- Guillaume Oranger
How César's Compression "Ricard" Divided the Art World & Got My Attention
Having been familiarized with the Nouveau Réalisme sculptor César Baldaccini (1921 – 1998) at a young age because he was, as I am, from the French city of Marseilles, standing in front of one of his compressions will stay a defining aesthetic experience for me. Let me tell you why.
Born a simple man, César became a socialite after spending a few years at Paris’s prestigious École des Beaux-Arts beginning in October of 1943 after passing a rigorous entrance examination. According to the New York Times: “Cesar – he was born Cesar Baldaccini but used only his first name – was France's best-known sculptor of recent decades, yet his works provoked strongly contradictory reactions."
One of his more controversial works is Compression “Ricard” (1943), which consists of colorful pieces taken from different color cars that were then positioned in a hydraulic crushing machine, where the metal articulated itself in the strength and length of the press’s action. Though César had only an idea of the final product, he was the decision-maker with creative input that drove the process; one additional second or one less bar would alter the final rendering.
His contribution, it seems, is expressed in the sculpture’s conceptual and compositional aspect, as well as in how he titled the work. In this case, I believe César referenced a piece of his home’s culture, “Ricard” being a local and very popular alcohol in Marseilles, and shows firsthand the love-hate relationship he maintained with the city by crushing a symbol of it. And yet, the formal characteristics of the artwork are ambiguous; the simplification as well as the abstraction of these metallic elements from their original form and function allow for endless interpretations.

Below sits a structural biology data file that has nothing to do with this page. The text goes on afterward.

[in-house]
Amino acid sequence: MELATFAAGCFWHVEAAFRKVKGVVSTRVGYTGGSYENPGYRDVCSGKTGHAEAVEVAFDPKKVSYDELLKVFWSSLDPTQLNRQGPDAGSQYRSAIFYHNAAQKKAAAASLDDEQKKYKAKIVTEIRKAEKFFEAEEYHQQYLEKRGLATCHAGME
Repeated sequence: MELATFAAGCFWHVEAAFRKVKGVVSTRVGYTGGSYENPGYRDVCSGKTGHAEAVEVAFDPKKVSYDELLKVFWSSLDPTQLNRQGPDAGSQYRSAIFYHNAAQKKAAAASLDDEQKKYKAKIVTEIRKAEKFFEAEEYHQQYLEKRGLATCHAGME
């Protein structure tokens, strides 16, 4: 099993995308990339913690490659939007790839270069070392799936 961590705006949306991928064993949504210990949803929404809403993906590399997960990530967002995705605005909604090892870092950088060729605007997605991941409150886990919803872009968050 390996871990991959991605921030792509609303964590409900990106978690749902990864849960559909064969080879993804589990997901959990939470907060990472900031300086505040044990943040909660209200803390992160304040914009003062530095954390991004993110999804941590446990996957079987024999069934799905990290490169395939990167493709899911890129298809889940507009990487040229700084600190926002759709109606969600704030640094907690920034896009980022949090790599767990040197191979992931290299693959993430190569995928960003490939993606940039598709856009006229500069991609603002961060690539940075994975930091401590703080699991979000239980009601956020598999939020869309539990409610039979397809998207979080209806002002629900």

I think with "Ricard", César is expressing his views on ontology and experience; it is a reflection on the nature of identity and, in this case, the identity of a thing. Does it lie in its essence, or, in what I make of it? What should I, as a viewer, take away from it? Is there something specific the artist wanted me to see? I guess it is this complexity that moved me.